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Director of the White House National Trade Council Director Peter Navarro is interviewed outside the White House August 28, 2018 in Washington, DC.
White House advisor Peter Navarro, just hours after President Donald Trump blasted the Federal Reserve, doubled down Monday, singling out the central bank as the biggest threat to U.S. economic growth.
CNBC’s “Squawk on the Street,” Navarro said the Fed should pause its interest rate hikes — not because growth is slowing, but because growth is strong with barely any inflation. There are also calls from Wall Street for the Fed to stop hiking, but for reasons in contrast with the administration’s views, such as mounting evidence of pockets of weakness, particularly in housing.
The president, who has repeatedly slammed Fed Chairman Jerome Powell for increasing rates, tweeted Monday that it’s “incredible” that the Fed is “even considering yet another interest rate hike.”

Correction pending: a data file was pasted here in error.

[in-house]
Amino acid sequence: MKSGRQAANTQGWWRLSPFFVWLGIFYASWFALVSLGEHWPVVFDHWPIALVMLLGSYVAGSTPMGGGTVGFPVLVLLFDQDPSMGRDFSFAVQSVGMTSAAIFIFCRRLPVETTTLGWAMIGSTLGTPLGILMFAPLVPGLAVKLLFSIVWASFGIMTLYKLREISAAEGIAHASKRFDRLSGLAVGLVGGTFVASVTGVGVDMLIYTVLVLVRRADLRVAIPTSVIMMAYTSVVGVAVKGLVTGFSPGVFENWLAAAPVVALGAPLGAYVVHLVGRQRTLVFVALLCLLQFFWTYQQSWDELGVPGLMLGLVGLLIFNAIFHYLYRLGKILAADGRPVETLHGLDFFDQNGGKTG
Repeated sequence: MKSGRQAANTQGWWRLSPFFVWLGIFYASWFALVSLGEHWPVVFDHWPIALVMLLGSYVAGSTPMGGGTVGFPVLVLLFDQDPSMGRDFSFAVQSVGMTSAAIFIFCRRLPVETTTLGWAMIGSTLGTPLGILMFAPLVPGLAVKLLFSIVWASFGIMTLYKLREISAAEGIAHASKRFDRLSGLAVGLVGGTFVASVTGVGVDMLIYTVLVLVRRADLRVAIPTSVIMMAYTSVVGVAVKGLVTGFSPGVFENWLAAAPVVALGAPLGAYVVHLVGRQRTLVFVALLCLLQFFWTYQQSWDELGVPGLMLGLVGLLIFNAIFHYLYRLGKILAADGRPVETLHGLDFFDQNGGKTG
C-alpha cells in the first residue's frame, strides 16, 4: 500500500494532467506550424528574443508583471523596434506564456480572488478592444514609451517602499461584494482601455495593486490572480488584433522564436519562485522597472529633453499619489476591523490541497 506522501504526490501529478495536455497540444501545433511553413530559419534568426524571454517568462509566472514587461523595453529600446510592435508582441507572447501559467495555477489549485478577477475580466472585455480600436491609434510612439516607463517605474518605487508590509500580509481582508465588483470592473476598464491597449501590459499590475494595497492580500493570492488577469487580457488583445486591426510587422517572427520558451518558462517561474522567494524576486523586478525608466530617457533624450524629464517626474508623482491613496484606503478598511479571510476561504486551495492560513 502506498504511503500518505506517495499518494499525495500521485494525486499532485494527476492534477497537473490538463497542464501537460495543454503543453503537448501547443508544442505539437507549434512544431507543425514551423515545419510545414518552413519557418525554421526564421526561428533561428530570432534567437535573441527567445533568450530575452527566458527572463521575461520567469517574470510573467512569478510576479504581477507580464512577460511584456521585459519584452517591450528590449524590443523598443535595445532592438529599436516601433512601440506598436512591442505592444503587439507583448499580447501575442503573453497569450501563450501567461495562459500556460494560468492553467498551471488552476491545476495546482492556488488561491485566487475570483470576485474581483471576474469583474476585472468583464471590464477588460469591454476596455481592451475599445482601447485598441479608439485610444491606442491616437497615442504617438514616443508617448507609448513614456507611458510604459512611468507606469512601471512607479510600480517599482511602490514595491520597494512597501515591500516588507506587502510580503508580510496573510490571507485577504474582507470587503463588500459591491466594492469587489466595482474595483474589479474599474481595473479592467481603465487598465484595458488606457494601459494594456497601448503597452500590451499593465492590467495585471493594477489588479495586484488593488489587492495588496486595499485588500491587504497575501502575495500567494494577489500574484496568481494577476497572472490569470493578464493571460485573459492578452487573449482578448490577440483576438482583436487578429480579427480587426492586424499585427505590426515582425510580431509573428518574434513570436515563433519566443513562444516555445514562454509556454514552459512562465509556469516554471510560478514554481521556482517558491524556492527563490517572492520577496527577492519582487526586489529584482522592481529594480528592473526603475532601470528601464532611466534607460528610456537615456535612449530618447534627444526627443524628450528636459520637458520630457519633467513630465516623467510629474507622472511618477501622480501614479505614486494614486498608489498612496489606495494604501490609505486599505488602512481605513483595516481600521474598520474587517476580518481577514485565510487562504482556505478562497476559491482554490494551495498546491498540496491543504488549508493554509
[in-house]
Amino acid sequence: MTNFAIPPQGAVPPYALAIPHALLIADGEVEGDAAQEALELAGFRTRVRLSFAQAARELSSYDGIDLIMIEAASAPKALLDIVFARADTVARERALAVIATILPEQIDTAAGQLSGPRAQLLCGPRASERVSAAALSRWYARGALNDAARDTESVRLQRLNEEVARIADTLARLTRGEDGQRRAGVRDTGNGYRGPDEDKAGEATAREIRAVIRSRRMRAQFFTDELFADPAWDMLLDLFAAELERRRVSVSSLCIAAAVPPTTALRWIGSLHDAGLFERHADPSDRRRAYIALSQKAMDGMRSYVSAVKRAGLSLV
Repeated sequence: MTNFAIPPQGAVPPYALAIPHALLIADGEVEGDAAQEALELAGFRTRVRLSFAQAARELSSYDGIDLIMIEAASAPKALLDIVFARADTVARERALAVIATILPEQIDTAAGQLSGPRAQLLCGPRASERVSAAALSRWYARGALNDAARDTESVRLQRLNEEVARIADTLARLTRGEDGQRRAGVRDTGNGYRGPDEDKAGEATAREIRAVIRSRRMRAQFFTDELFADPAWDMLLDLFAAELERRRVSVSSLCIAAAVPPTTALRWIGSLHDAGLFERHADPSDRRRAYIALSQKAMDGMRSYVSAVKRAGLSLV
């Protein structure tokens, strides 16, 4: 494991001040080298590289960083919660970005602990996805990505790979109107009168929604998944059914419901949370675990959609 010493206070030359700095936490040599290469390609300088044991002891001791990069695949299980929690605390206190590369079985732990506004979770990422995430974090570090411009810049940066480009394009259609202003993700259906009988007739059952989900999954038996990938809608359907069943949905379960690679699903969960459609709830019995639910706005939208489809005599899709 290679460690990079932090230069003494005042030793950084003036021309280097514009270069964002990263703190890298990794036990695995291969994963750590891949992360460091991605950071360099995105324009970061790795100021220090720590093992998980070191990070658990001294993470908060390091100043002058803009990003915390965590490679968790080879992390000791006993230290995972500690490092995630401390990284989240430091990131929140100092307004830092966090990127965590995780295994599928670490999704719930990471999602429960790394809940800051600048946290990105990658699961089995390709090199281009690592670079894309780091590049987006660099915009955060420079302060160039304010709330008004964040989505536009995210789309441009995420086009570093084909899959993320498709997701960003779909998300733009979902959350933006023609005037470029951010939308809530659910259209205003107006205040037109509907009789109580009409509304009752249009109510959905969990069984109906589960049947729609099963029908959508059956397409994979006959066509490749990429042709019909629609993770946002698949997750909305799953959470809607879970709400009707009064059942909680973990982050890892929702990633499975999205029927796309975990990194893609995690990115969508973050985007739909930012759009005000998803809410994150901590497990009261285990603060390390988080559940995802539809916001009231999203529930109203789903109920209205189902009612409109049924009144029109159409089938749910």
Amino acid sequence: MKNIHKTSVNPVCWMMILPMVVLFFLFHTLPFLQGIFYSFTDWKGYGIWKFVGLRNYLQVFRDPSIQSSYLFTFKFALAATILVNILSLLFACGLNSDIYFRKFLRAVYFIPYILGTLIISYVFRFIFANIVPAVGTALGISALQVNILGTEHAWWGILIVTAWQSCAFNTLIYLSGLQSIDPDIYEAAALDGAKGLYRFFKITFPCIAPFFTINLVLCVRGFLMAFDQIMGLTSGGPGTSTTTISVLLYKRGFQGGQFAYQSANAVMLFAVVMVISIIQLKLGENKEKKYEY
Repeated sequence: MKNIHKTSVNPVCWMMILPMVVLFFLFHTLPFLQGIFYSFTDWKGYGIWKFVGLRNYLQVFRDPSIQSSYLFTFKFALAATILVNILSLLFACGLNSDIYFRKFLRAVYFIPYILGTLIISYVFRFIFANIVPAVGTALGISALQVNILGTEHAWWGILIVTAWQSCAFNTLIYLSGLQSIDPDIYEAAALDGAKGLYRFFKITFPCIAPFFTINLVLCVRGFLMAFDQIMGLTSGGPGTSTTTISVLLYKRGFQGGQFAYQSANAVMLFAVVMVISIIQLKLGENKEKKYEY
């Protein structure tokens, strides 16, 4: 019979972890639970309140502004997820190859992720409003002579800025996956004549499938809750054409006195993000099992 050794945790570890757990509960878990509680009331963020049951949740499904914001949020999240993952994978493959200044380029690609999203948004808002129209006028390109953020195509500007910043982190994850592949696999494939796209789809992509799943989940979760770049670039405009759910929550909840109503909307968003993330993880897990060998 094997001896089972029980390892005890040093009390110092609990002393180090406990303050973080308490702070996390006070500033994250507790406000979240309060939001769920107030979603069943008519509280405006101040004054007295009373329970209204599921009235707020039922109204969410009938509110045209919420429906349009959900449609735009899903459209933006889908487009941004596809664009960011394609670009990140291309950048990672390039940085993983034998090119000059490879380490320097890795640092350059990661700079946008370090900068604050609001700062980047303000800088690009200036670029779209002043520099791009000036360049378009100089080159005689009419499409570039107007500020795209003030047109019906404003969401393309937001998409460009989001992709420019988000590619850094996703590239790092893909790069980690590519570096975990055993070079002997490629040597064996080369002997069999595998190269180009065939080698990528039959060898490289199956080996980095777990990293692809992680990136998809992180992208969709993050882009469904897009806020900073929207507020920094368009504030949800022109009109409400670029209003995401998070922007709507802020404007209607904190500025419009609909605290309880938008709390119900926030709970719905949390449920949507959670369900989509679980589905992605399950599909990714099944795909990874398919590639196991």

It is incredible that with a very strong dollar and virtually no inflation, the outside world blowing up around us, Paris is burning and China way down, the Fed is even considering yet another interest rate hike. Take the Victory
Navarro, director of the White House Office of Trade & Manufacturing Policy, said Trump is in good company on rates, citing a Wall Street Journal op-ed from legendary investor Stanley Druckenmiller and former Fed governor Kevin Warsh. They urged central bankers to pause their “double-barreled blitz of higher interest rates and tighter liquidity.”
“The time to be more hawkish was earlier in this decade,” they argued. “We believe the U.S. economy [now] can sustain strong performance next year, but it can ill afford a major policy error,” either from the Fed or the administration.
The Fed holds its final, scheduled monetary policy meeting of the year Tuesday and Wednesday. A rate increase, which the market still expects, would be the fourth in 2018. After its September hike, central bankers projected three moves next year. The Fed will deliver an updated rate path Wednesday afternoon. Economists expect the path to be scaled back.
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